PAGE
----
Friday, June 27, 2014

Six Questions for Susannah Martin, Editor, Estuary

Estuary publishes fiction, nonfiction, poetry and art. Read the complete guidelines here -

(Ceased publication)

SQF: Why did you start this magazine?

Susannah Martin: I had been the head editor of my homeschool co-op’s newspaper and then literary magazine for a few years, and I really enjoyed it. When I left, I decided to create my own literary magazine the way I wanted it. Originally, I had intended it to be a high school literary magazine, which is the way the very first issue was formatted. However, after the first issue, I had a hard time getting enough submissions, so I decided to open it up to people of all ages, and that’s how Estuary was born.

SQF: What are the top three things you look for in a submission and why?

SM: Quality, quality, and quality. I’m looking for work of quality. I don’t ask for much else. Proper grammar and spelling is a must, and it needs to be interesting.

SQF: What most often turns you off to a submission?

SM: There’s not really one thing that I get the most that turns me off, and the answer depends on what that submission is. For the sections like the “Poet Garden” and “Gallery,” I’m not very picky. However, when it comes to the “Story Corner,” “Review,” and “Essays” sections, I am looking for structure and grammar. Therefore, submissions lacking either of those will not be accepted. For instance, I’ve turned away short stories that showed promise, but were lacking a decent ending. If a writer’s story doesn’t have an identifiable beginning, middle, and end, then I won’t accept it.

Also, profanity and sexual content are prohibited in every section. I have turned away contributors for this. However, if the work overall is good, I might simply ask the contributor to revise the problem parts out of it.

SQF: Do you provide comments when you reject a submission?

SM: Absolutely. When I was first starting out, I remember getting rejected and not knowing what I did wrong. As far as I’m concerned, not telling someone why you’ve rejected them just adds insult to injury. Now, when I have to reject someone, I always try to give some constructive criticism. It’s not always much, but I always try to say something that the contributor can use to help him/herself improve.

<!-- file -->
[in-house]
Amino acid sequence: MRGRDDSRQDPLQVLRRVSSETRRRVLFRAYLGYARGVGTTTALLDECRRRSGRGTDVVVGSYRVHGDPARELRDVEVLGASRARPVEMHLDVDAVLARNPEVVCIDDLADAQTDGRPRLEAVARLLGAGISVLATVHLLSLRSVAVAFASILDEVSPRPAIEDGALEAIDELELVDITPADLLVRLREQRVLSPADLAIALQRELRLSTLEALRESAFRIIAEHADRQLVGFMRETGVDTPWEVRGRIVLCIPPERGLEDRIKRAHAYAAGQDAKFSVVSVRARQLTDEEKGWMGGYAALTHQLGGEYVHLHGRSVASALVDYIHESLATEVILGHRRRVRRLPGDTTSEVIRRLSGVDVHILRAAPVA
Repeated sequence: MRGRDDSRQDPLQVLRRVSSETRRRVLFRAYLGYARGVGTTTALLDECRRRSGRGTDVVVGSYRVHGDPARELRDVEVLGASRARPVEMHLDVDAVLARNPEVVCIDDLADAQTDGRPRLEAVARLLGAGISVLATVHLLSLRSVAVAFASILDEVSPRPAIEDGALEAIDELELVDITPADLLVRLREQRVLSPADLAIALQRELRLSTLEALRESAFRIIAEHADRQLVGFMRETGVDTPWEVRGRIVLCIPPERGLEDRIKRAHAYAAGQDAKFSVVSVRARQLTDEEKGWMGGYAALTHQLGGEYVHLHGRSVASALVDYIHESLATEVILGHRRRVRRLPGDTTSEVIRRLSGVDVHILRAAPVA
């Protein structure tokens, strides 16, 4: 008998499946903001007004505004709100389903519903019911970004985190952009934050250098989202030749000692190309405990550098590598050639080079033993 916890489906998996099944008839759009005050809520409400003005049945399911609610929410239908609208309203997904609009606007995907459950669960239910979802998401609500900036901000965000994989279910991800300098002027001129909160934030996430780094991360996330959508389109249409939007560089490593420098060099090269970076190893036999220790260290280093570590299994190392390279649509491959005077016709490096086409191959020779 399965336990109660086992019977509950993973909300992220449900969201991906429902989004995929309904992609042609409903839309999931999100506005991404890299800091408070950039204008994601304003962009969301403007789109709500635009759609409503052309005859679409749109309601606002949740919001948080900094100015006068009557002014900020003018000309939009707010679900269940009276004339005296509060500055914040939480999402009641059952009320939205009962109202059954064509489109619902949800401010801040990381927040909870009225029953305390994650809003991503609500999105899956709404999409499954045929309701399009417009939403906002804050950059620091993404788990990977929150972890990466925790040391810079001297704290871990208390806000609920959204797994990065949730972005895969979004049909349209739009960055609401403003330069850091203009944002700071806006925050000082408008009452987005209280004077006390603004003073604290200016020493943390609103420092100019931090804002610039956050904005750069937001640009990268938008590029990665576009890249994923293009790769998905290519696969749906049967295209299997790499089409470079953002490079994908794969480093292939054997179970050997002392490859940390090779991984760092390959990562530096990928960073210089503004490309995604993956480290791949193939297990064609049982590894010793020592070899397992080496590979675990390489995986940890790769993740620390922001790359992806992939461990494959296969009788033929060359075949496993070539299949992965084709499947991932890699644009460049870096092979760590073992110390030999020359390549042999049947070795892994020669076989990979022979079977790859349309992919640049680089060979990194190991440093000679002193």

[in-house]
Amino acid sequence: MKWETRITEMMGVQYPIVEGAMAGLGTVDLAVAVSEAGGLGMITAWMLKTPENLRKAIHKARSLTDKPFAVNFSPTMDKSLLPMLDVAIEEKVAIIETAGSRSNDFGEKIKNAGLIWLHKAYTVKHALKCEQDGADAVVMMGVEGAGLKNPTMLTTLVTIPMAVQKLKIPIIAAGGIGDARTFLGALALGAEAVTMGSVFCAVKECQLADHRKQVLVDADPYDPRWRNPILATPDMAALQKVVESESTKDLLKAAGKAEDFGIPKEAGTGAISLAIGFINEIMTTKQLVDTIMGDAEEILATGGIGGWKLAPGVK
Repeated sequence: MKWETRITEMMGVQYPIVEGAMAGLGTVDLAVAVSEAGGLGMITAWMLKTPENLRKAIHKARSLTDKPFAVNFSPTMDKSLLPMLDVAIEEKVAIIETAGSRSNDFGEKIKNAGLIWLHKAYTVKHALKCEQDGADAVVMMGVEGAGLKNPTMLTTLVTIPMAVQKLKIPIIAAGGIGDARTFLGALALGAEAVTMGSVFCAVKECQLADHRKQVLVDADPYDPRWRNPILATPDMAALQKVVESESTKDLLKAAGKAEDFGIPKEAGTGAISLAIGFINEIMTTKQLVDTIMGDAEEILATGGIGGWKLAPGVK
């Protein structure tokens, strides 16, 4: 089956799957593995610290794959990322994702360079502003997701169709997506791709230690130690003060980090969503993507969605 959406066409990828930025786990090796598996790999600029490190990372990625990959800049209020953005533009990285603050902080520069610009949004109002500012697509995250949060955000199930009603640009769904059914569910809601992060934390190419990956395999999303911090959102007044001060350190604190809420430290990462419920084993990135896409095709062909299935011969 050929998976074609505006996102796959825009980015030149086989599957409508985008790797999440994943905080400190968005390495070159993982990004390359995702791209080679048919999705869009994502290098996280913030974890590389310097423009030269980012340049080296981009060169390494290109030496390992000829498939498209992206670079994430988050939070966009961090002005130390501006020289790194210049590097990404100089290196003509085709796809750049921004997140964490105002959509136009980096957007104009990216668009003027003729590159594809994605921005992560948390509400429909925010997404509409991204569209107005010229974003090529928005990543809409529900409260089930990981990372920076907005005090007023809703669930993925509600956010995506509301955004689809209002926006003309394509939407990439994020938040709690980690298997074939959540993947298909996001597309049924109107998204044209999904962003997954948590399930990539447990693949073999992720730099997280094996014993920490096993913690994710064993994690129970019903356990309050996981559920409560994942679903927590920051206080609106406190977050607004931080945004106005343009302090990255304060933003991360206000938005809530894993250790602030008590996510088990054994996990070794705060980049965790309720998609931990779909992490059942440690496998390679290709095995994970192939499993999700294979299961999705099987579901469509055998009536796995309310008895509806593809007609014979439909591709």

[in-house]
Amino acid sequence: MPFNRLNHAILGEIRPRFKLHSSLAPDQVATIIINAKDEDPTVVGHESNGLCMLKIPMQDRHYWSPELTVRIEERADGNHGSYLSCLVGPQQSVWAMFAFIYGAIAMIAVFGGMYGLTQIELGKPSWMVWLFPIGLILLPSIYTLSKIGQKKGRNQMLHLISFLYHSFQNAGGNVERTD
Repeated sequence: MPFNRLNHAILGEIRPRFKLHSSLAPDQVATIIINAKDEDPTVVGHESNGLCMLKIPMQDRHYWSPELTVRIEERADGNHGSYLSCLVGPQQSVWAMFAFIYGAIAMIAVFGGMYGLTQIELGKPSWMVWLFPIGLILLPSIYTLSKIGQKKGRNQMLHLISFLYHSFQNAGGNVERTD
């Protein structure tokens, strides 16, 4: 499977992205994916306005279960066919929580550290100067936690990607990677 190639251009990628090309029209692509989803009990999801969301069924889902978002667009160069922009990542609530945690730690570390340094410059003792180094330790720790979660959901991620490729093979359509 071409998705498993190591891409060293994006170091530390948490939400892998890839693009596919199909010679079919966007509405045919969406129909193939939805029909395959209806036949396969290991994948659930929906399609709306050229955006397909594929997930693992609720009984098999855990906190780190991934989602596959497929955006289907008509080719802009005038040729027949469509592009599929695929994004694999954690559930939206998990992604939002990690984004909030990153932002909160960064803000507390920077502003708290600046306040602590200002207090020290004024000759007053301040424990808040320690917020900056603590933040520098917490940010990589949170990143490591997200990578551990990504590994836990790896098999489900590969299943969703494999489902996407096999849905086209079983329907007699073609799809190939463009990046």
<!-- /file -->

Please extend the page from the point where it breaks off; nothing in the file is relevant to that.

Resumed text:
SQF: There’s a section in the magazine for essays, where writers can “write on whatever subject you like.” Anything? Really?

SM: Pretty much. Like I said before, I’m looking for quality. The essay section is supposed to be broad. That’s why I leave it with no topic. As long as the writer adheres to the rule of no profanity or sexual content, and the work is interesting to read, I’m perfectly willing to accept it.

SQF: What one question on this topic do you wish I'd asked that I didn't? And how would you answer it?SM: How long should submissions be? That would have been a good one.
My answer is, usually about 4 pages or less. It pains me the most when I receive a fantastic submission that is just too long to include in Estuary. I have to admit that I get it. I’m a writer myself, so I understand the compulsion to write and then just keep writing. My first short story was over 8 pages long. I get it. Unfortunately, I must put a limit on the number of pages I can include, and that limit is about 4. For the record, anything less than 4 pages is perfectly fine and there is a tiny bit of wiggle room with the 4 page limit.

Thank you, Susannah. We all appreciate you taking time from your busy schedule to participate in this project.

NEXT POST: 7/3--Six Questions for Grant Faulkner, Editor, 100 Word Story

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